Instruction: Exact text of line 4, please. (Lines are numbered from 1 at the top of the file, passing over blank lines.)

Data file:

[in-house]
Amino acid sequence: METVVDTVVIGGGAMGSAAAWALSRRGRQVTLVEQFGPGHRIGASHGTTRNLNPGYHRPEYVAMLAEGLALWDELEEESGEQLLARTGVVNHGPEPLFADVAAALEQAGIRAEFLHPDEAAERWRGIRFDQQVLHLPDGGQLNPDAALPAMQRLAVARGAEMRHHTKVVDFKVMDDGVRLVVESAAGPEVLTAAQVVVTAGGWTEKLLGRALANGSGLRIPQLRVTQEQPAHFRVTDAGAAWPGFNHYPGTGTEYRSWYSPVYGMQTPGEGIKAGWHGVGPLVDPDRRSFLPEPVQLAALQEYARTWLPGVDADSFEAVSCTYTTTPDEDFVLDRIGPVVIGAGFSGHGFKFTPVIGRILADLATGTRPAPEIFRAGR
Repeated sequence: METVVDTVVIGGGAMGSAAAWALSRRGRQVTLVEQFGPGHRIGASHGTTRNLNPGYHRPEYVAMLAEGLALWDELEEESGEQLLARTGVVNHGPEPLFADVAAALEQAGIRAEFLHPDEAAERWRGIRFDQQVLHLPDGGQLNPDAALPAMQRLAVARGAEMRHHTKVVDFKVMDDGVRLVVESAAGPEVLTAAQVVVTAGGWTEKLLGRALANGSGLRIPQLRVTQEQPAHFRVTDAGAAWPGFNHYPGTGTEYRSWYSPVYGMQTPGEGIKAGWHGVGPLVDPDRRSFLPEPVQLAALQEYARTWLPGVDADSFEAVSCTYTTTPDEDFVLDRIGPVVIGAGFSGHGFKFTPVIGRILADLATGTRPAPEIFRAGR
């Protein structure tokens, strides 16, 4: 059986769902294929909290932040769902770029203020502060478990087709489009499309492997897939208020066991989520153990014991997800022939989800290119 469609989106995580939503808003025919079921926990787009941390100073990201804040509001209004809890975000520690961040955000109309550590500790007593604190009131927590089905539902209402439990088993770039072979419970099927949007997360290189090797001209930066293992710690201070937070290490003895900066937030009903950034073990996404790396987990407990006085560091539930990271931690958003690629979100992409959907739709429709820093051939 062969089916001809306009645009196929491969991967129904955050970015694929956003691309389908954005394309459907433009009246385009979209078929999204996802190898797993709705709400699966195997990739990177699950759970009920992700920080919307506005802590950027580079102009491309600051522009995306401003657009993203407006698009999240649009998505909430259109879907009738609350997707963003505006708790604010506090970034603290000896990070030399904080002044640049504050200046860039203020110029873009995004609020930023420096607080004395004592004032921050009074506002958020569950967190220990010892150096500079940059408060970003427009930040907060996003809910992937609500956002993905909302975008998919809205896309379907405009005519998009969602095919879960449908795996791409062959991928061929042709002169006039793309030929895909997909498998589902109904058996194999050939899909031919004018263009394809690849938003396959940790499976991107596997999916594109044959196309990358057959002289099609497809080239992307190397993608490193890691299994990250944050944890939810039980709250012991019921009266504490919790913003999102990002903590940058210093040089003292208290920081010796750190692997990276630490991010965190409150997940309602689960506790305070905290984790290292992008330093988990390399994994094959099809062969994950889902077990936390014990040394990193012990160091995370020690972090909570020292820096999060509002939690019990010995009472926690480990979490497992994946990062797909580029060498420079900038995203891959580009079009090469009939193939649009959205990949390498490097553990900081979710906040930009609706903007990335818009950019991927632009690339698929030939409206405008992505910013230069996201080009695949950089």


């Protein structure tokens, strides 16, 4: 059986769902294929909290932040769902770029203020502060478990087709489009499309492997897939208020066991989520153990014991997800022939989800290119 469609989106995580939503808003025919079921926990787009941390100073990201804040509001209004809890975000520690961040955000109309550590500790007593604190009131927590089905539902209402439990088993770039072979419970099927949007997360290189090797001209930066293992710690201070937070290490003895900066937030009903950034073990996404790396987990407990006085560091539930990271931690958003690629979100992409959907739709429709820093051939 062969089916001809306009645009196929491969991967129904955050970015694929956003691309389908954005394309459907433009009246385009979209078929999204996802190898797993709705709400699966195997990739990177699950759970009920992700920080919307506005802590950027580079102009491309600051522009995306401003657009993203407006698009999240649009998505909430259109879907009738609350997707963003505006708790604010506090970034603290000896990070030399904080002044640049504050200046860039203020110029873009995004609020930023420096607080004395004592004032921050009074506002958020569950967190220990010892150096500079940059408060970003427009930040907060996003809910992937609500956002993905909302975008998919809205896309379907405009005519998009969602095919879960449908795996791409062959991928061929042709002169006039793309030929895909997909498998589902109904058996194999050939899909031919004018263009394809690849938003396959940790499976991107596997999916594109044959196309990358057959002289099609497809080239992307190397993608490193890691299994990250944050944890939810039980709250012991019921009266504490919790913003999102990002903590940058210093040089003292208290920081010796750190692997990276630490991010965190409150997940309602689960506790305070905290984790290292992008330093988990390399994994094959099809062969994950889902077990936390014990040394990193012990160091995370020690972090909570020292820096999060509002939690019990010995009472926690480990979490497992994946990062797909580029060498420079900038995203891959580009079009090469009939193939649009959205990949390498490097553990900081979710906040930009609706903007990335818009950019991927632009690339698929030939409206405008992505910013230069996201080009695949950089």